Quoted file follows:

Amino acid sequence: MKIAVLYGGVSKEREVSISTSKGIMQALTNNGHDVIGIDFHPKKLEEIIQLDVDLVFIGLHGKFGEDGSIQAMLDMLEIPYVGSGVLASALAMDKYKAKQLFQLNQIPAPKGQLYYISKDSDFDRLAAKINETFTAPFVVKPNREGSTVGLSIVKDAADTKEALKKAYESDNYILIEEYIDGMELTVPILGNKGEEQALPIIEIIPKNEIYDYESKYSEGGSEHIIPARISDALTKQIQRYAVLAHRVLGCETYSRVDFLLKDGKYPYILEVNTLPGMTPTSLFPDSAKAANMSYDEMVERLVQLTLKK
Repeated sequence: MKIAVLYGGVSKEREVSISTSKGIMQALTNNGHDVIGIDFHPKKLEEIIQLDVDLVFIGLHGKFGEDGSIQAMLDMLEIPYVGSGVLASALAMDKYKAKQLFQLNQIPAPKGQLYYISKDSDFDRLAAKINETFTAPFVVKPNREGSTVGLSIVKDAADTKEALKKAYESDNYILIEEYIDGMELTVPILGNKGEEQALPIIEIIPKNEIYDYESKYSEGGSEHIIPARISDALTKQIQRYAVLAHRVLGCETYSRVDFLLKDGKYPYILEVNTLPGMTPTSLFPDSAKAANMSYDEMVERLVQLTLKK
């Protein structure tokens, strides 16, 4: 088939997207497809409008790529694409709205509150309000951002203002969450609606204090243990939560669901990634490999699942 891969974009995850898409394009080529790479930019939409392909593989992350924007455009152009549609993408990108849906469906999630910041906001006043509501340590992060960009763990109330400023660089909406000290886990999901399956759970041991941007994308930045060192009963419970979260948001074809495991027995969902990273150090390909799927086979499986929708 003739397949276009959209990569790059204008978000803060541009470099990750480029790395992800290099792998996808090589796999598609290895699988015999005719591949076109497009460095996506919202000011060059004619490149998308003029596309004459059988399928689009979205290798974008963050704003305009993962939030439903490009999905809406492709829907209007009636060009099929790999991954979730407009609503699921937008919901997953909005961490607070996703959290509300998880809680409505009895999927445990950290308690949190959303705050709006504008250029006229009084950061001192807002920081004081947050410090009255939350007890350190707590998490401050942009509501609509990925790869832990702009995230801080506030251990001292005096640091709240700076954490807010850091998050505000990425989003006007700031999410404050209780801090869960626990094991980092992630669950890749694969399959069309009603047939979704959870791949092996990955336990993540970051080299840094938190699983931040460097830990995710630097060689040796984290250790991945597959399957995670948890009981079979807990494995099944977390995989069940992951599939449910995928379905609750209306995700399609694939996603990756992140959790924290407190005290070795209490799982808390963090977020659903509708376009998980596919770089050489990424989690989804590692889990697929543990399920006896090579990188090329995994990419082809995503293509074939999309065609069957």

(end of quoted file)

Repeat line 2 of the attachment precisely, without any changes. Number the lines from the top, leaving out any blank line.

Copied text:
Repeated sequence: MKIAVLYGGVSKEREVSISTSKGIMQALTNNGHDVIGIDFHPKKLEEIIQLDVDLVFIGLHGKFGEDGSIQAMLDMLEIPYVGSGVLASALAMDKYKAKQLFQLNQIPAPKGQLYYISKDSDFDRLAAKINETFTAPFVVKPNREGSTVGLSIVKDAADTKEALKKAYESDNYILIEEYIDGMELTVPILGNKGEEQALPIIEIIPKNEIYDYESKYSEGGSEHIIPARISDALTKQIQRYAVLAHRVLGCETYSRVDFLLKDGKYPYILEVNTLPGMTPTSLFPDSAKAANMSYDEMVERLVQLTLKK